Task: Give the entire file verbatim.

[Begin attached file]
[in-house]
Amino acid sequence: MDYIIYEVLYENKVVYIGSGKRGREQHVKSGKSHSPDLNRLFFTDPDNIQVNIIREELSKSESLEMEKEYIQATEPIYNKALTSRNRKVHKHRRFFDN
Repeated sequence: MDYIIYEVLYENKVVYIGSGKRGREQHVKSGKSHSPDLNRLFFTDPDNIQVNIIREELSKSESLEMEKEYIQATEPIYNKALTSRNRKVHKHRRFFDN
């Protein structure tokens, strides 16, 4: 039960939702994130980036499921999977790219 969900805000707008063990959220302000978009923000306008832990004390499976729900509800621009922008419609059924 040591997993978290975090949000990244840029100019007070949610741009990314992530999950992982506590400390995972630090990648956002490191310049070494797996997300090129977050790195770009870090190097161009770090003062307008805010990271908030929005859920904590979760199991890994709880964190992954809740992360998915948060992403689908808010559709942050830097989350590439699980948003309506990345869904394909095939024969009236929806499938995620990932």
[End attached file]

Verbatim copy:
[in-house]
Amino acid sequence: MDYIIYEVLYENKVVYIGSGKRGREQHVKSGKSHSPDLNRLFFTDPDNIQVNIIREELSKSESLEMEKEYIQATEPIYNKALTSRNRKVHKHRRFFDN
Repeated sequence: MDYIIYEVLYENKVVYIGSGKRGREQHVKSGKSHSPDLNRLFFTDPDNIQVNIIREELSKSESLEMEKEYIQATEPIYNKALTSRNRKVHKHRRFFDN
């Protein structure tokens, strides 16, 4: 039960939702994130980036499921999977790219 969900805000707008063990959220302000978009923000306008832990004390499976729900509800621009922008419609059924 040591997993978290975090949000990244840029100019007070949610741009990314992530999950992982506590400390995972630090990648956002490191310049070494797996997300090129977050790195770009870090190097161009770090003062307008805010990271908030929005859920904590979760199991890994709880964190992954809740992360998915948060992403689908808010559709942050830097989350590439699980948003309506990345869904394909095939024969009236929806499938995620990932």